The exponential rate at which trade expenditure has grown may surprise some. Accenture CAS estimate that between 1980 and 2005, trade promotion spend, the largest element of trade expenditure, increased threefold in the United Kingdom. For most consumer goods companies this is the fastest growing part of the balance sheet. Not only is it the fastest growing but for many companies it is the largest cost after the cost of goods.
We don’t know exactly how big the consumer goods industry is globally. But we do know, from consolidated reports by Deloittes, that the top 250 consumer goods manufacturers worldwide had a turnover of just over three trillion dollars in 2015.
We can further calculate that, across the world, these companies spend around 10 percent of sales on promotions. That comes to 307 billion dollars for these companies. The Deloittes report also tell us that the total net profit of these companies is 295 billion dollars.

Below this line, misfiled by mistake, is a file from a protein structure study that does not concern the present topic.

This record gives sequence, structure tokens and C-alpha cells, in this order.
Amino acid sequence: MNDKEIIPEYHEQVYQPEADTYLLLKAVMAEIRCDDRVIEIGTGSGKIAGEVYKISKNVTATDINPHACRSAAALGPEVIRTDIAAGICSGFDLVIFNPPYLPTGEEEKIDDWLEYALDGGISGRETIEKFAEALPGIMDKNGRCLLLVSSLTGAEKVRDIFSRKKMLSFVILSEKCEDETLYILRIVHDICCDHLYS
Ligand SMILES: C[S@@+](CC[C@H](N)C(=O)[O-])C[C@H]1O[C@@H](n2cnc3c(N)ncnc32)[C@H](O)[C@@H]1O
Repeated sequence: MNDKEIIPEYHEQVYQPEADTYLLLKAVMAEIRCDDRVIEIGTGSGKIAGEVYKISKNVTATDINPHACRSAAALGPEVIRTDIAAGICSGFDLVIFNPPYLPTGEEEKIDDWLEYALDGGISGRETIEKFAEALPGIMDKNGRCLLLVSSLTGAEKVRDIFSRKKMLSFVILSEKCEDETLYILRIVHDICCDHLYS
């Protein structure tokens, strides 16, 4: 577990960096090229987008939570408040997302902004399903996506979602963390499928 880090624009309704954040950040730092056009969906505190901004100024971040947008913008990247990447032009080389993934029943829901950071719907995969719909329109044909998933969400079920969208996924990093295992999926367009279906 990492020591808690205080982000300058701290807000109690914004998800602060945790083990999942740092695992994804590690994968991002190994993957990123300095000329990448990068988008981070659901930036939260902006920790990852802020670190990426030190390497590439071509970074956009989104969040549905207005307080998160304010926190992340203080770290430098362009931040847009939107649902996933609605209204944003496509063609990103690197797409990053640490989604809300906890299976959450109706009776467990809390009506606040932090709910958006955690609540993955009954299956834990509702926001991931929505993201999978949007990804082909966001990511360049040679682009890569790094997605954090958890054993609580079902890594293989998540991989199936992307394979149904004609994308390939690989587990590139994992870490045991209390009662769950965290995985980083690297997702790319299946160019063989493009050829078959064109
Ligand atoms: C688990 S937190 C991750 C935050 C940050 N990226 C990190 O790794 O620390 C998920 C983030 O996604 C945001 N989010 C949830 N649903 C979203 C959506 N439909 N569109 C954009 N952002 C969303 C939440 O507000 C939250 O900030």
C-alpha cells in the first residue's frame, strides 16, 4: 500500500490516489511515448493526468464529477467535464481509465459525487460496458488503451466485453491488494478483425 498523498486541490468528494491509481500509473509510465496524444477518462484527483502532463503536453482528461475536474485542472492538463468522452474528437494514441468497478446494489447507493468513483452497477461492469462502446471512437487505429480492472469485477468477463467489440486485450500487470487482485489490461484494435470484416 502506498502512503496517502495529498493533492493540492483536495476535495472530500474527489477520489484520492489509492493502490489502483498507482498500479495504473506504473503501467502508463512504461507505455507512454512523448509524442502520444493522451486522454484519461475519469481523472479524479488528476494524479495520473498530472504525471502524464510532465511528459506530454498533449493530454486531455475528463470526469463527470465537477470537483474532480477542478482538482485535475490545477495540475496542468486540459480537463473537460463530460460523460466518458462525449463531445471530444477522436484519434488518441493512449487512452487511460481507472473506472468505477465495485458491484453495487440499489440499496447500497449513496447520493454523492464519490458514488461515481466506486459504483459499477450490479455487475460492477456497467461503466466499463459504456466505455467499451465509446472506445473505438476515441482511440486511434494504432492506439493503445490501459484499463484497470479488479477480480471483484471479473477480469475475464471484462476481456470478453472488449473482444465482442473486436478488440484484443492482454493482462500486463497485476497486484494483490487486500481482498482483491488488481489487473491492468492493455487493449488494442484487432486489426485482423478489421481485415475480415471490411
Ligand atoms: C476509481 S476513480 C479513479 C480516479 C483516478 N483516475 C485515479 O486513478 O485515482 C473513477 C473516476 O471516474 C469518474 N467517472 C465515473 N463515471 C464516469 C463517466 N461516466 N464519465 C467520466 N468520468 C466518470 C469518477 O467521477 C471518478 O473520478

Every year these companies spend more on promotions than their entire profits. And this expenditure is increasing as manufacturers struggle to respond to the declining efficiency of advertising.. This has created an enormous market for retail real estate.
Promotional funds are now a significant source of revenue for retailers, who now depend on manufacturer funding drive store expansion and to prop up thin operating margins. And as retailers grow in scale, they are in a position to make increasing demands on manufacturers, creating a dangerous cycle of increasing funds.
At a management conference in Asia, the global CFO of a major consumer goods company observed, “If we do nothing to control the increase in our trade spend, the organic growth of multinational retailers alone may force us out of business in three Asian markets. But if we continue to meet their demands for increased expenditure at the same time, we will be broke in half that time.”
Trade spend is increasing for many companies. Increasing trade spend isn’t a bad thing, as long as that spend is invested in activities which will influence shoppers and grow sales in a profitable way. If not, then the impact on a company’s profitability could be disastrous. This is probably the strongest possible imperative for understanding shoppers and marketing more effectively to them.